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by Faith DeAmbrose
A third annual business and education partnership breakfast, hosted by the Stonington Economic Development Committee, took place March 12, and topping the agenda was a progress report from Deer Isle-Stonington High School Principal Todd West. In the areas on which he reported, West said improvements in basic reading and writing skills continue to improve and goals have been established in other areas such as post-secondary preparedness.
Elementary school Principal Mike Benjamin, who has participated in the breakfast for the last two years, was not in attendance for reasons that West said were unexpected and unavoidable.
Focusing on matters at the high school, West said three goals have been established:
• every student entering high school in ninth grade will get a diploma;
• all students will learn proficiency in reading, writing and mathematics; and
• students will learn “higher order thinking skills,” meaning they will learn to become clear and effective communicators.
“So, how are we doing?” asked West, who then proceeded to answer the question.
“We are on pace to graduate 86 percent of the students who entered the school in 2008,” he said, adding that those who graduate are required to keep a portfolio geared toward the development of higher order thinking skills. The portfolio is graded and is a requirement of graduation.
West spoke briefly about the addition of advanced placement, or AP, courses, explaining that two years ago one AP class in calculus was offered, and this year there are AP courses in literature and composition, statistics, physics, and next year a course in U.S. history will be added.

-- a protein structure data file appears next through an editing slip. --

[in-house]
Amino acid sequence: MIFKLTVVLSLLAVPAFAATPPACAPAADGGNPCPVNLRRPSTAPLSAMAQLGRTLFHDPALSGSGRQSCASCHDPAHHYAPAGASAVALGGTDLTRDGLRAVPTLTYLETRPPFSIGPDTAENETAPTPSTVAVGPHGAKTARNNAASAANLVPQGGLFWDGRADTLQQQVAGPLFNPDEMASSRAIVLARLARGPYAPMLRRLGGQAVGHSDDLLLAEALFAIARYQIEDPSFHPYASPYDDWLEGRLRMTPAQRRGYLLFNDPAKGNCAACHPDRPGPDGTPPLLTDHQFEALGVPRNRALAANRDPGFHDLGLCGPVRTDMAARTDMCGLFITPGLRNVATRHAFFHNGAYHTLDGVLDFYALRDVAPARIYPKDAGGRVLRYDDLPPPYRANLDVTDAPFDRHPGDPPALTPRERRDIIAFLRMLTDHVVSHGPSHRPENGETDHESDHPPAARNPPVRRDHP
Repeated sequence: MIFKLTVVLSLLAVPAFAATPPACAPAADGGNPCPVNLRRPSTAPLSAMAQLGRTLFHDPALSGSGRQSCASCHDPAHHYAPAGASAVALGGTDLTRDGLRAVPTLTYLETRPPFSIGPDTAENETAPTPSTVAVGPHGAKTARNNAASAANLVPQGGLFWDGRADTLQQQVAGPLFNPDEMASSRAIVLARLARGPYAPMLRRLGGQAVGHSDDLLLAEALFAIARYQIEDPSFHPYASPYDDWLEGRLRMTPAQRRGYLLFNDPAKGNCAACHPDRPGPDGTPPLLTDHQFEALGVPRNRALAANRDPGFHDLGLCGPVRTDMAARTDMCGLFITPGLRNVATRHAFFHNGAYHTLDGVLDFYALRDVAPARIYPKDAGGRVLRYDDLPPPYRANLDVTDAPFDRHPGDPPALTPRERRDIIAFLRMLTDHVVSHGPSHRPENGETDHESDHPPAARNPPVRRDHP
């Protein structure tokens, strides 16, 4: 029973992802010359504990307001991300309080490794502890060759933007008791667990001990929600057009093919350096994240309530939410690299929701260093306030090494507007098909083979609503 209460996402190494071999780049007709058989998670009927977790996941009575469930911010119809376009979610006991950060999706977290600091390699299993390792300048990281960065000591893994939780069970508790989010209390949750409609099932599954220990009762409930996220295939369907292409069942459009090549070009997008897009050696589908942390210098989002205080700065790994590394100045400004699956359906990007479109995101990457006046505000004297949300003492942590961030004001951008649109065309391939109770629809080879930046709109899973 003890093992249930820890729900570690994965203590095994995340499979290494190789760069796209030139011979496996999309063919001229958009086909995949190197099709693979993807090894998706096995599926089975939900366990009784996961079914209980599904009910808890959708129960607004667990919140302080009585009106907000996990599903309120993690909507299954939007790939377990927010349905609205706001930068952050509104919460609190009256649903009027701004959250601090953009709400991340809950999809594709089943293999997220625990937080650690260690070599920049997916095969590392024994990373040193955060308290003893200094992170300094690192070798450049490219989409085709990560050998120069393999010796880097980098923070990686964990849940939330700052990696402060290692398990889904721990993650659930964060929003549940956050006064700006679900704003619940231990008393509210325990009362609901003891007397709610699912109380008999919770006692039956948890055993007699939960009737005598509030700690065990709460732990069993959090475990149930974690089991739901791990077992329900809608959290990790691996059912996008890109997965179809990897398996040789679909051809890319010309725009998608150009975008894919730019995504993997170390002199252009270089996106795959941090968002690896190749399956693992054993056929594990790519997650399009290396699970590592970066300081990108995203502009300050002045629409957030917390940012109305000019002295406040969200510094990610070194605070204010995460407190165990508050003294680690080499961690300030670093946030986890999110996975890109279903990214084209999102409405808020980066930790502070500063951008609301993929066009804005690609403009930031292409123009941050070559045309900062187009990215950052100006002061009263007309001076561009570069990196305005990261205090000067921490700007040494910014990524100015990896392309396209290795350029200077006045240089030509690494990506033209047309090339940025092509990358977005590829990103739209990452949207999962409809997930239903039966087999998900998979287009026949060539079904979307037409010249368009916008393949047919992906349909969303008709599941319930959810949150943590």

The high school is also working with area colleges to offer free courses for college credit to students who qualify. The program occurs on a case-by-case basis, said West.
In addition to learning skills necessary for advancement to college, the school is also planning to expand its “On Your Own” class, possibly next year, to be a mandatory course for graduation. The On Your Own class is taken by seniors; the curriculum involves basic life skills work such as financial literacy, basic job and other skills needed for life preparedness. The course will help students who are not planning to go on to college learn valuable skills they can use in the real world, according to West.
After hearing an update from West, the meeting shifted to discuss the Ready by 21 program and its second job shadow day.
Ready by 21 is done in partnership with Sedgwick-based Healthy Peninsula. HP Executive Director Amy Vaughn called the approach “cradle to career,” and said the goal is to fully prepare students and young adults for life’s challenges in a variety of ways. Currently under the Ready by 21 model, Vaughn runs the high school’s Real World 101 class that brings professionals into the classroom to share experiences and knowledge with students.
The high school job shadow day, in its second year, will take place Monday, May 7, explained Jane Osborne, who has helped organize the program. She said last year’s effort was “successful.” She said the school is working with students to identify their interests and then will reach out to the local businesses that match those interests.
Later in the month, HP will host an Early Childhood Health Fair at the Island Medical Center that will screen infants and toddlers in a number of areas. Through the child development screenings specifically, said Vaughn, professionals can identify developmental delays and hopefully reduce special education costs. Vaughn said 25 percent of students at the elementary school receive special education services; that number is 10 percent higher than the state average.